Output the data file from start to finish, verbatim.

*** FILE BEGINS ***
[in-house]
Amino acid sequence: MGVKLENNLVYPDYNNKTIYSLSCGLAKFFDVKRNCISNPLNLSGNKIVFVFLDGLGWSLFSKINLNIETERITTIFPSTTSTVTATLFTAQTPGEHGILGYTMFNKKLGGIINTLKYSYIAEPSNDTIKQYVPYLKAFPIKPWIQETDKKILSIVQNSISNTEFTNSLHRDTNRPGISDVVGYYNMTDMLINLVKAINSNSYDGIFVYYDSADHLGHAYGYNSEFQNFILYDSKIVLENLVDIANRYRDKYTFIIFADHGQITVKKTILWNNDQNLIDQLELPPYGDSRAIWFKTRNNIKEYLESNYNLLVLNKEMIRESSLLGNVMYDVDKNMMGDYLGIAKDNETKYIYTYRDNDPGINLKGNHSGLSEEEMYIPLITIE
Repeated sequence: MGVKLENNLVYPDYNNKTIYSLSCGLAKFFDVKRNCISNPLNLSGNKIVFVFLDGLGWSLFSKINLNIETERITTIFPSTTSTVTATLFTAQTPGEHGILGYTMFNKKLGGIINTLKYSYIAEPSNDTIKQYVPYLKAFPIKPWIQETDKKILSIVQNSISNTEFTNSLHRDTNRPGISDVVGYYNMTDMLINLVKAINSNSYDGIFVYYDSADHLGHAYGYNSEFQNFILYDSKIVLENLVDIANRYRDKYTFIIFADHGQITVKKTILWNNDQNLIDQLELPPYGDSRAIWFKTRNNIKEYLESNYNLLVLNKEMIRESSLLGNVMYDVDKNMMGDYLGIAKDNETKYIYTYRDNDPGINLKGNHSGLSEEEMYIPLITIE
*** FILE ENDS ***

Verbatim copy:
[in-house]
Amino acid sequence: MGVKLENNLVYPDYNNKTIYSLSCGLAKFFDVKRNCISNPLNLSGNKIVFVFLDGLGWSLFSKINLNIETERITTIFPSTTSTVTATLFTAQTPGEHGILGYTMFNKKLGGIINTLKYSYIAEPSNDTIKQYVPYLKAFPIKPWIQETDKKILSIVQNSISNTEFTNSLHRDTNRPGISDVVGYYNMTDMLINLVKAINSNSYDGIFVYYDSADHLGHAYGYNSEFQNFILYDSKIVLENLVDIANRYRDKYTFIIFADHGQITVKKTILWNNDQNLIDQLELPPYGDSRAIWFKTRNNIKEYLESNYNLLVLNKEMIRESSLLGNVMYDVDKNMMGDYLGIAKDNETKYIYTYRDNDPGINLKGNHSGLSEEEMYIPLITIE
Repeated sequence: MGVKLENNLVYPDYNNKTIYSLSCGLAKFFDVKRNCISNPLNLSGNKIVFVFLDGLGWSLFSKINLNIETERITTIFPSTTSTVTATLFTAQTPGEHGILGYTMFNKKLGGIINTLKYSYIAEPSNDTIKQYVPYLKAFPIKPWIQETDKKILSIVQNSISNTEFTNSLHRDTNRPGISDVVGYYNMTDMLINLVKAINSNSYDGIFVYYDSADHLGHAYGYNSEFQNFILYDSKIVLENLVDIANRYRDKYTFIIFADHGQITVKKTILWNNDQNLIDQLELPPYGDSRAIWFKTRNNIKEYLESNYNLLVLNKEMIRESSLLGNVMYDVDKNMMGDYLGIAKDNETKYIYTYRDNDPGINLKGNHSGLSEEEMYIPLITIE